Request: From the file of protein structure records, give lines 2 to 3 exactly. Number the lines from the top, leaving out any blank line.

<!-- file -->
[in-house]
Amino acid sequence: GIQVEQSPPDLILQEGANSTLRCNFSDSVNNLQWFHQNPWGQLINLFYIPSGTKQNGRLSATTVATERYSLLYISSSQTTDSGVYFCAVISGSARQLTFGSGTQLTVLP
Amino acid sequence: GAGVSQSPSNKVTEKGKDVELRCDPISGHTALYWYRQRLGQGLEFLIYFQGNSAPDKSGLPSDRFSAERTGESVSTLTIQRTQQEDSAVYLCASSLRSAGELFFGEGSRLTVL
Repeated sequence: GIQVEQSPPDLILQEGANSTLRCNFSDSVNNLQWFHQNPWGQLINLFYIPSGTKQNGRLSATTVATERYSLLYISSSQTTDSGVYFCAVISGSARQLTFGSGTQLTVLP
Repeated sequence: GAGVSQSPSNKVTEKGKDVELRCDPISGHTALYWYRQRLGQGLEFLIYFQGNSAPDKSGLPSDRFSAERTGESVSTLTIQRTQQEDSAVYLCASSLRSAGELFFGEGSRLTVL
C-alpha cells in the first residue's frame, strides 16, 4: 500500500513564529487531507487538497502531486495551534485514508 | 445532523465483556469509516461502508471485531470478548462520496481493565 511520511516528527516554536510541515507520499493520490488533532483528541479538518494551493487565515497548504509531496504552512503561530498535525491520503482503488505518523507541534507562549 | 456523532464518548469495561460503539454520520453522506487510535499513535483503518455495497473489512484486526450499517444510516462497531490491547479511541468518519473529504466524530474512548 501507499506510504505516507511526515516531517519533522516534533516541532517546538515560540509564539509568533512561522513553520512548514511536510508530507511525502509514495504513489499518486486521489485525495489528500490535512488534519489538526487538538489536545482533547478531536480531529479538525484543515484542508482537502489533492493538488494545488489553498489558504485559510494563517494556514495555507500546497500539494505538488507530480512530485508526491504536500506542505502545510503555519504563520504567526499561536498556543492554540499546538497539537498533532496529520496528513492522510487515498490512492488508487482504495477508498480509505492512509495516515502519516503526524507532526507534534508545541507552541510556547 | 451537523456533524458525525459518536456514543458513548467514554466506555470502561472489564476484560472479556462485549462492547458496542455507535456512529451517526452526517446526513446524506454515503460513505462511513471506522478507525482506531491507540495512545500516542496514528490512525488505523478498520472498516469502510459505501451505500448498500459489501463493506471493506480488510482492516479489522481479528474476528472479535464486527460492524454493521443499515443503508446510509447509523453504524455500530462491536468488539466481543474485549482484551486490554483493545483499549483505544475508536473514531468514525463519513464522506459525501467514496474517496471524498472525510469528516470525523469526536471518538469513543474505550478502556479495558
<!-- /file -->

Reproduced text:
Amino acid sequence: GIQVEQSPPDLILQEGANSTLRCNFSDSVNNLQWFHQNPWGQLINLFYIPSGTKQNGRLSATTVATERYSLLYISSSQTTDSGVYFCAVISGSARQLTFGSGTQLTVLP
Amino acid sequence: GAGVSQSPSNKVTEKGKDVELRCDPISGHTALYWYRQRLGQGLEFLIYFQGNSAPDKSGLPSDRFSAERTGESVSTLTIQRTQQEDSAVYLCASSLRSAGELFFGEGSRLTVL